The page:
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I first observed the condition of the boat in Sept 2012, and got Mick’s permission to take ownership of the boat during the Spring of 2013 and my thoughts then turned to restoration.

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Project:  Restoration of a 19ft Lake Fishing boat. Gunnels (top part) were of teak and the body of fibreglass.

Scope: Restoration of this boat

Cost: Budget approx € 500 for materials and parts. Minimise expenditure, factoring in a good condition 2nd hand boat is in the region of €3-4k. .

Duration: Open ended, this is a hobby and a challenge, no monetary gain involved, only enjoyment of task at hand.

When a project is initiated from a passion, many of the formal aspects of management are discounted and it becomes a labour of love, very true in this case for me.

My professional background: Fisherman, and school level ability of carpentry

Condition: Most of the timber that was exposed to the elements and appeared to be rotten or in a state that the safety of a user, Me, would be put at risk if these were not addressed.

  1. Perform an analysis of the timber condition; undertake if professional repair would be necessary or if I could undertake this as a hobby.
  2. Sourcing the necessary timber to allow restoration
  3. Removal of damaged timber
  4. Using appropriate tools preparation and construction of new timber sections
  5. Sand down timber & varnish
  6. Tidy up

My first step was to move the boat indoors into disused hay shed to save any further damage to the timber and protect the fibreglass from any frost damage. This was the quickest win for me of this whole project. Always nice to get a quick win under the belt. So in Sept 2012, I was able to analyse the timbers of the boat once they had dried out, which were rotten and unsafe to keep. The fibreglass appeared to be clean, no bubbles in the fibre and looked structural good.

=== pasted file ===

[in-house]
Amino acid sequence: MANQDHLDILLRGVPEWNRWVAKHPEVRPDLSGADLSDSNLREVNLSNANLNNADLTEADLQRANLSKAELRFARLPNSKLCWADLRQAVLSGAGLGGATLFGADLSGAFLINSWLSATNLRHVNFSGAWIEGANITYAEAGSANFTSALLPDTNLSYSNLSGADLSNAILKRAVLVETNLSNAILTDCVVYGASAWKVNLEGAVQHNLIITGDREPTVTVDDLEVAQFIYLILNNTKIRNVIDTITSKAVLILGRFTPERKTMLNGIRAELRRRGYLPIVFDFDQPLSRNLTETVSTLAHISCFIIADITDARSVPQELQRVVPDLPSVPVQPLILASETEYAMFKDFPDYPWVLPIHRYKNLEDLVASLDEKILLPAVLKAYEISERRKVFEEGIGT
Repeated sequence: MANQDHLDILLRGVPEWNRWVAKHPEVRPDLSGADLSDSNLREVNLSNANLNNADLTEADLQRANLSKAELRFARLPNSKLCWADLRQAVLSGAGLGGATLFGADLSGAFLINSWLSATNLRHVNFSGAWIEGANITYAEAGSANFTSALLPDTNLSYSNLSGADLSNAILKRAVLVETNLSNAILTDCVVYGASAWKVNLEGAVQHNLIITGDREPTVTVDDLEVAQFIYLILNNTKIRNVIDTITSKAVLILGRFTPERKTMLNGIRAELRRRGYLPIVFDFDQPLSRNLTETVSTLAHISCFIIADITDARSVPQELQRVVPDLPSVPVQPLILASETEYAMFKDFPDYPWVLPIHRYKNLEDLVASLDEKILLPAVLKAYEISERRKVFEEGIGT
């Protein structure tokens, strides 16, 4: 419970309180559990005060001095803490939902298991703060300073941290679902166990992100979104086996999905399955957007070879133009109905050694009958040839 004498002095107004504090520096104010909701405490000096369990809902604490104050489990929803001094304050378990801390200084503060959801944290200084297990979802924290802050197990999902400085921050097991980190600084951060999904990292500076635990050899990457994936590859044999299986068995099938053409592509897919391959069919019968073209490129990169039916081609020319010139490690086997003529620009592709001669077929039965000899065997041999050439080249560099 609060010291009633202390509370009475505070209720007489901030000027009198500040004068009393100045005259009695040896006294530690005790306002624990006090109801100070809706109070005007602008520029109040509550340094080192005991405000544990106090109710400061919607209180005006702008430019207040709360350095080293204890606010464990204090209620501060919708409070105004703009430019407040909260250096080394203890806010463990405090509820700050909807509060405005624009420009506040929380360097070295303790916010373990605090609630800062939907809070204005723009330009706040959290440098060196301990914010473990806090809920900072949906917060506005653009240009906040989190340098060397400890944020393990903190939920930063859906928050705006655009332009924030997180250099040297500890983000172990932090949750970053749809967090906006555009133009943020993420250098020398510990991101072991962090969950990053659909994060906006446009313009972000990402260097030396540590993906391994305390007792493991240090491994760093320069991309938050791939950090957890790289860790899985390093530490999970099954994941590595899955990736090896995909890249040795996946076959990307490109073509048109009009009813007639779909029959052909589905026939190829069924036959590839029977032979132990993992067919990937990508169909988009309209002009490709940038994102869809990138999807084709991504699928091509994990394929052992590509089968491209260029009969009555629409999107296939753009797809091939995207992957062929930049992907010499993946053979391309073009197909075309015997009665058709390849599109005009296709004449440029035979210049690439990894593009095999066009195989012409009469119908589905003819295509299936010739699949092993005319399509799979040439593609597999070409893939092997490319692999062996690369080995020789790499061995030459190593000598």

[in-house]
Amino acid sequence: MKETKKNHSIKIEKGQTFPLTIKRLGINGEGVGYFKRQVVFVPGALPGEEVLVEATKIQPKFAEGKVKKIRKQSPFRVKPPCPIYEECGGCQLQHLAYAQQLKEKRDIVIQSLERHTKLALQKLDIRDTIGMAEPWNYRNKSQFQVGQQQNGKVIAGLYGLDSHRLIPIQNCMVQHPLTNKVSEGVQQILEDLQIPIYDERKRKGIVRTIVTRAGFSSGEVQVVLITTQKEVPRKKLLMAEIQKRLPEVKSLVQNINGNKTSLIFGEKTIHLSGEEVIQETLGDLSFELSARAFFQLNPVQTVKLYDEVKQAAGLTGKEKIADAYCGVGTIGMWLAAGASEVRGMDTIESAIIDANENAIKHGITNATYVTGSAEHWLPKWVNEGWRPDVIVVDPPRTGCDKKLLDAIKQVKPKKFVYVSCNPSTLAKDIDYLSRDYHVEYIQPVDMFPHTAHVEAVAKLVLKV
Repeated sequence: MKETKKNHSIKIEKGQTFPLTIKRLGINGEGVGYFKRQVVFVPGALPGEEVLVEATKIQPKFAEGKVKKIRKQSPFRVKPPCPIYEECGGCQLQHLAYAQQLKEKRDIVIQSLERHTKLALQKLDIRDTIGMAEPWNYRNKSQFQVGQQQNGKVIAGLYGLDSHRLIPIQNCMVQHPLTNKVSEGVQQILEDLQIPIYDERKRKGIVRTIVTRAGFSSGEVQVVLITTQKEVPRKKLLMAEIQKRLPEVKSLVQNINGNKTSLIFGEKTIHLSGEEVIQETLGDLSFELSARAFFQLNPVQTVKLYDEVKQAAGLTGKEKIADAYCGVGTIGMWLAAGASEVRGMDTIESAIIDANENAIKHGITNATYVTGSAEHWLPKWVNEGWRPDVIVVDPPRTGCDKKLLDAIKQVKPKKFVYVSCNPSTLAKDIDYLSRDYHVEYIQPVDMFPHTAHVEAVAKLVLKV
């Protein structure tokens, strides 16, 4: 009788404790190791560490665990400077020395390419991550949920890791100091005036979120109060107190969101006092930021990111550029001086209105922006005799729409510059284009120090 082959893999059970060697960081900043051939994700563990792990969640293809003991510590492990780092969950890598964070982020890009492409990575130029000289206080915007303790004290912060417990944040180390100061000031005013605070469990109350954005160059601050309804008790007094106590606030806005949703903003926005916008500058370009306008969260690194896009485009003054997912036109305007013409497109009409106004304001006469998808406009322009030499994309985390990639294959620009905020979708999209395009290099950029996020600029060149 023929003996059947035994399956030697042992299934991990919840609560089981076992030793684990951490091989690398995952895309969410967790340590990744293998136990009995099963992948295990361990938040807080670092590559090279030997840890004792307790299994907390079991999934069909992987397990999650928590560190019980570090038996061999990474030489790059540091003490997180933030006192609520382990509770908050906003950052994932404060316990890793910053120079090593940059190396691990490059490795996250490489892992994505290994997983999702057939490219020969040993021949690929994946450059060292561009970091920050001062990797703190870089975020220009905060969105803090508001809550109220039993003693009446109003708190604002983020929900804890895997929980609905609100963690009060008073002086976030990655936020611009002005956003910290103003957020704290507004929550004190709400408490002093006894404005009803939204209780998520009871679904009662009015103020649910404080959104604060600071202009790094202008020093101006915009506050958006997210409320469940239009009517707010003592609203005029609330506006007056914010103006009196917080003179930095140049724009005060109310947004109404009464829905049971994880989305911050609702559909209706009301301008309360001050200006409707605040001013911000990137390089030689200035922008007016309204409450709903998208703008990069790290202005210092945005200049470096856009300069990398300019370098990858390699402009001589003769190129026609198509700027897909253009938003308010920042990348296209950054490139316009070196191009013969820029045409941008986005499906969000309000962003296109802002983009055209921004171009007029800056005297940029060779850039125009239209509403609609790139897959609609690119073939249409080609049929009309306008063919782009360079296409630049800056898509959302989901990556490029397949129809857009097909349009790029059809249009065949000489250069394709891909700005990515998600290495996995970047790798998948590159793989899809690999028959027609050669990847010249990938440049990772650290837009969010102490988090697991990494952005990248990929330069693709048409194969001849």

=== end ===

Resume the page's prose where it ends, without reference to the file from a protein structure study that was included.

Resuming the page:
Over the winter, I did research into the costs involved, sourcing of parts and materials and cost benefits of getting professional craftsman to restore the boat. I subsequently discarded this, as it was my project, I wanted and needed the satisfaction of saving a treasured memory.

In the Spring of 2013, with the permission of Mick, I started my hunt for materials. The primary issue was timber. The boat is 19ft long, but this is not like a car, which can be of similar length, a boat has a beam. This is the belly in the middle where the boat starts from a point at the front end (bow) and finishes at the stern (back) where the engine is attached. A typical fishing boat ranges from 17ft to 19ft long, but in terms of total length the beam is factored in, this amounts to approx. 22ft long for a 19ft boat.

In prior positions, I have been a project manager for a construction company and have project managed my own self build. So I knew that going into the local builders providers, that these lengths are ordered specially. Taking into the consideration, that most timber will rot when exposed to the elements specifically water in a short period of time, that Larch is the favoured timber of choice for boat builders. The character of larch is that it is not affected by water, you can leave it indefinitely immersed and it won’t be damaged, at least not compared to other timbers, beech, ash or oak.

Dilemma: Builder suppliers/merchants don’t stock 22ft length of timber and larch is not common and is a special order in this case. So off to my local timber yard and placed an order for 22ft lengths of larch, 2″ (inch) x 1.5″ planed by 22ft long.

I waited . . . . . . . . . . . . . . . . and waited . . . . . . . .   you see they have to get a tree to cut of sufficient length to supply my needs, so mother nature has answered their call.

Roll on to late Summer 2013 when my order was finally ready. In the mean time I was able to measure out all the various parts of the boat that the timber needed replacing. These sizes were also requested from the timber yard, my order numbered over fifty pieces of timber of various dimensions.

On a cold Sunday morning in November, I loaded up the jeep with my timber, the 22ft lengths draped over the front & back, securely tied and I hit the road with my delivery.